Every year of our five-year marriage was excruciating. It was a perpetual give and take: I gave and he took. Control, emotional torture–he was an experienced practitioner, and I was learning the rules as he sought to separate me from my family and friends–but most especially he tried to keep me from spending time with my sister Lisa.
I had a low-paying job as a secretary and occasionally I would sit at work doing the math to see when I would have enough money each month to leave him and still afford to take care of our son, Justin. When the columns of income and outgo matched well enough, I sought spiritual counsel about this momentous decision from the pastors of the two churches I had attended. Both men of the cloth told me to go home to my husband, that love would return. I knew that love was never in our home, and would most definitely never return.
One of my co-workers added her unsolicited advice saying I should wait until my husband had an affair, then I could leave him without risking eternal damnation and so forth. For me, living with Gary was eternal damnation and so forth. I was not waiting until he had an affair to leave him, nor did I want my son to grow up in a home with his manipulative, narcissistic father.
My sister Lisa was the only person who supported my decision to leave my abusive husband.
After we divorced, he stalked me for eight years. I hid as best I could, but he followed me on dates, broke into my apartment, took whatever he wanted from what little I had, and, since he was bill collector, always had ways to find out my phone number so he could harass me–even after I remarried.
But I had escaped the marriage, and Lisa and I would walk through Cades Cove in the Smoky Mountains, talking constantly for the entire 11 miles–or for seven miles if we decided to take the shortcut route. We would meet at our favorite consignment store Reruns, and one glorious spring, we walked one of Lisa’s favorite Dogwood Arts trails here in town. Lisa loves dogwoods and the Dogwood Arts local nonprofit organization.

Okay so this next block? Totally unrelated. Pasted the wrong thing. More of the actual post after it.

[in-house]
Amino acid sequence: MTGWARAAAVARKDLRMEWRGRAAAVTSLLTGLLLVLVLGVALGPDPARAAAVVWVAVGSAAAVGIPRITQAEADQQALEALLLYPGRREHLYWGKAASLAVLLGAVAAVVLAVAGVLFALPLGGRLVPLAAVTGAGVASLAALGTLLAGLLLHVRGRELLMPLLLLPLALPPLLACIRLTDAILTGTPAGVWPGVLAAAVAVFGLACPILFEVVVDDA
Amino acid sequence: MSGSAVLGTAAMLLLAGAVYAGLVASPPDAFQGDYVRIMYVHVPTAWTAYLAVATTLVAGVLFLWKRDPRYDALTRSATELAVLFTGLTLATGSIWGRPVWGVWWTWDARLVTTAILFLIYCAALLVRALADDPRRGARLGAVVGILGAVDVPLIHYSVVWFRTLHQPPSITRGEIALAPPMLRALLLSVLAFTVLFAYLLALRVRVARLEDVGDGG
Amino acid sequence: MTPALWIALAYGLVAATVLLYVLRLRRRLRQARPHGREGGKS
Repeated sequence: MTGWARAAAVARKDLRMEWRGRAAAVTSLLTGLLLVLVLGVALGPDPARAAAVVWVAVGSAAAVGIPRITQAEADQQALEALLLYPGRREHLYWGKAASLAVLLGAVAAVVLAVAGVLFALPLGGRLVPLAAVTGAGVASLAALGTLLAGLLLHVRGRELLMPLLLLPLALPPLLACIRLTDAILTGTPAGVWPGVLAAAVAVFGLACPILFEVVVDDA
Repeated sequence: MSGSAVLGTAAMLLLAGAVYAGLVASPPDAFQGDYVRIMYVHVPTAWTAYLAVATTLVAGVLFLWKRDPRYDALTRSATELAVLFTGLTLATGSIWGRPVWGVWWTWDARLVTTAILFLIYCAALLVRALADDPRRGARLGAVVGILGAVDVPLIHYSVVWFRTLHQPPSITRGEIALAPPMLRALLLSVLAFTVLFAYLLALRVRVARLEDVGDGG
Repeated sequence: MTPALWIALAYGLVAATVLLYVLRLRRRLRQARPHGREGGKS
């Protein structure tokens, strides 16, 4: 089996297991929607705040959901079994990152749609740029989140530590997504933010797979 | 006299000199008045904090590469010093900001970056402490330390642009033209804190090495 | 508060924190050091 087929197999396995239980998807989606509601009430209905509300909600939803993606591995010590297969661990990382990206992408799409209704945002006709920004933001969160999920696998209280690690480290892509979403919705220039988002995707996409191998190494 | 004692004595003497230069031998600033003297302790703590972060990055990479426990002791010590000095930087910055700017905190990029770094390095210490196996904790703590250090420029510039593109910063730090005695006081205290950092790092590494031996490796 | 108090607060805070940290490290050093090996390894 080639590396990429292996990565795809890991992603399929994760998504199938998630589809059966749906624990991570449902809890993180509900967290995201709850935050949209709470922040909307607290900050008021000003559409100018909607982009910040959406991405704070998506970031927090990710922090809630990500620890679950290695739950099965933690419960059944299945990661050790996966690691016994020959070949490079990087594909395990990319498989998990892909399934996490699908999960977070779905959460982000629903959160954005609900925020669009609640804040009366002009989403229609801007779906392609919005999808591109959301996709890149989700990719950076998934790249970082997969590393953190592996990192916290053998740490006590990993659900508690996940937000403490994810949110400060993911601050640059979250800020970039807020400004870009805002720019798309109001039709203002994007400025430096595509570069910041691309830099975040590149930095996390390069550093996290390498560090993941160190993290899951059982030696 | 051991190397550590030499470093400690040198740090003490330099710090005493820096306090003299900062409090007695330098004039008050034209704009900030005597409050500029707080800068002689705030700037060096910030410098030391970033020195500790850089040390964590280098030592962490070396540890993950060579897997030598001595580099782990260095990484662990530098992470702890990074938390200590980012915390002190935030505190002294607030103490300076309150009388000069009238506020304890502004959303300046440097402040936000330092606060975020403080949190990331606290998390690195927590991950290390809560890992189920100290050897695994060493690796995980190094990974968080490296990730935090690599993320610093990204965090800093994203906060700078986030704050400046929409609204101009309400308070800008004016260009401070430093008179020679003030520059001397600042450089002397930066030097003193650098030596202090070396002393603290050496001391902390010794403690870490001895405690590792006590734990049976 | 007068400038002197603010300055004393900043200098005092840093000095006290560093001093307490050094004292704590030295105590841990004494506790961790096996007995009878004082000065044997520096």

We each had two children; and eventually Lisa fulfilled her dream to work at her husband’s family business, Stanley’s Greenhouse, where our mother, Arzelia, had worked since we were in high school. Lisa became more and more famous for her enthusiasm, devotion, and love for her customers. She was featured on a local gardening radio show along with other expert gardeners, and she was interviewed regularly by local television and print reporters.
My sister flourished until her first bout of cancer in 2010. She had surgery to remove the cancer, and, for the most part, she went on as if nothing had ever happened. And for nearly a decade, she again was the queen of all she surveyed as she worked tirelessly to help her customers and the many local charities who asked for her support.
Then in 2019 the cancer returned in a more aggressive form, a late-stage bone cancer–not the kind of news you want to hear, but Lisa was undaunted. She could no longer work full-time at the greenhouse, but for the last two years she has taken the treatments one after the other while doing a little work when she is able. For two years she has persevered and beaten the odds. Her spirit and strong beliefs have allowed her to spend time with the people she loves, to carve out her own way forward, and to soar above as the cancer fights to hold her down.
I had many flying dreams in the years after I left Gary. In these dreams, I floated above houses and trees. With the wind rushing past my outstretched arms, I looked at the ground and the forest below me and thought, “So this is how it is to be a bird.” Then I alighted gently in the top branches of a tree. Safe, whole, free.
Tomorrow is officially a new year, January 1, 2022, with a clean slate as we turn the page from a difficult year to the unknown of a new one. For my dear sister, I hope that she soars safely above the fray, alights gently in the top of trees, and is pain-free as much of every day as is humanly possible. I hope she continues finding the victorious ‘yes’ of meaning and purpose. May she know that she is dearly loved and treasured.
And may she be free.
~ Anna – 12/31/2021